ISL 2017: Proper football stadium a need of the hour for India
Though India has numerous stadiums, all it needs now is a proper stadium built for football, and football alone.
It was a memorable, record-breaking and a spectacular FIFA U17 World Cup. Congratulations to the Organising Committee for their tireless efforts. India now has six world-class stadiums in the cities of Delhi, Goa, Kolkata, Navi Mumbai, Guwahati, and Kochi.
The Salt Lake Stadium that hosted the final of the World Cup has undergone a major renovation work at a cost of ?125 crore, thanks to the West Bengal government for their major contribution. The major concern about these six stadiums is that not even one out of those six is a proper football stadium.
London’s Wembley Stadium hosts Music concerts and the Rugby League Challenge cup regularly, but when it comes to the maintenance before a football match after such events, it is way ahead of the stadiums in India. Though the Wembley hosts such events England boasts of many proper football stadiums, unlike India.
The D Y Patil stadium in Navi Mumbai has hosted the finals of the inaugural IPL season in 2008 and the inaugural ISL season in 2014. This stadium has the Football pitch in the middle of an oval-shaped ground that looks awkward.
The Salt Lake Stadium has a running track around the pitch and has hosted certain other non-football events.
The Indira Gandhi Athletic Stadium in Guwahati also has the Athletic tracks around the pitch. It hosted the 33rd National Games of India in 2007. The football world has seen many Athletic Stadiums like the Stadio Olimpico, Napoli Stadium, Berlin Olympic Stadium, which have their own history.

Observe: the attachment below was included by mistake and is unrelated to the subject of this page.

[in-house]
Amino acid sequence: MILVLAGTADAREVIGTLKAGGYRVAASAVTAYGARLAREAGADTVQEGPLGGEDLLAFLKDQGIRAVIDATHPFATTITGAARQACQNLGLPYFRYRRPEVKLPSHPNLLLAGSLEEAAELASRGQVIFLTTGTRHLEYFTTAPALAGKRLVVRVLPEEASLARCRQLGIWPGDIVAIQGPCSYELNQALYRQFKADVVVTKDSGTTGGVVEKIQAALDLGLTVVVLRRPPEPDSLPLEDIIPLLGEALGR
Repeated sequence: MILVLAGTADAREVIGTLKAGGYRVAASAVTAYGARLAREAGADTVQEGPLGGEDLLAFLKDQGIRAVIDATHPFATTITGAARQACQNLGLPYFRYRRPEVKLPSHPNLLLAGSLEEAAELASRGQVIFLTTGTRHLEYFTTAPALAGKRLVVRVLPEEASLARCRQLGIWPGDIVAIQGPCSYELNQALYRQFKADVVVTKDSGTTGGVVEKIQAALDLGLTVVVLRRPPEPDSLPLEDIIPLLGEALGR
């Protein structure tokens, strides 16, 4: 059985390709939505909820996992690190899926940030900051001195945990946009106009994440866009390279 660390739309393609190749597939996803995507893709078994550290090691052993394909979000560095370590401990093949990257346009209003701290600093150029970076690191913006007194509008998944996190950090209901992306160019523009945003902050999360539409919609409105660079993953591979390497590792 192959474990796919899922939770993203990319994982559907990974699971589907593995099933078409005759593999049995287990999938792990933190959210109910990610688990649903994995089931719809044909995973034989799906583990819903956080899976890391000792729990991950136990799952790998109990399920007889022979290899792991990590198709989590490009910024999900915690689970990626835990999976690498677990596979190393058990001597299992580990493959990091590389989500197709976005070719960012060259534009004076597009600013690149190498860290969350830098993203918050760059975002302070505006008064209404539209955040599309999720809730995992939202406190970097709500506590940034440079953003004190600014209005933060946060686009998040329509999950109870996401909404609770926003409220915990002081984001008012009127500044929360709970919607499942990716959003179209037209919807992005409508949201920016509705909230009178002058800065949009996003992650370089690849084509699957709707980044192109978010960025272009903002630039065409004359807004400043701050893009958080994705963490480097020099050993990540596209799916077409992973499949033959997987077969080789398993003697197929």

The countries like Italy and Germany have many proper stadiums just like England. This is not the case here in India. The Fatorda stadium has hosted many cricket matches in the past before the start ISL in 2014.
The Goans who are ardent football fans, and with Goa itself being one of the football hotbeds of India, deserves a proper stadium dedicated to the sport. New Delhi's Jawaharlal Nehru Stadium hosted the 2010 Commonwealth Games. It played host to the matches of India in the FIFA U17 World Cup as well.
The Jawaharlal Nehru Stadium in Kochi, built in the year 1996, has hosted many cricket matches involving India in the past. The shops surrounding the stadium created a major problem for the FIFA, just before the tournament. FIFA wanted the shops shut for the entire duration of the tournament that the shopkeepers had initially refused.
Just before the tournament, the shopkeepers got their compensation, and hence the problem came to a halt. If not, Kochi would have lost its hosting rights, which would have been a major embarrassment for the football-crazy people of Kerala. All these six stadiums faced another problem -- capacity.
After the renovation works, the capacities of almost all the stadiums had gone down immensely, citing security reasons. Recently, Javier Ceppi, who was the tournament director for the FIFA U17 World Cup, declared the top-tier of Kochi Stadium as dangerous for allowing spectators during the ISL games of Kerala Blasters FC.
At present, India only has one world-class proper football stadium, theTranstadia in Ahmedabad. Having a proper stadium with a good infrastructure might improve the game's standard. The football hotbeds of the NorthEast, Kerala, and Goa deserve proper stadiums in the near future.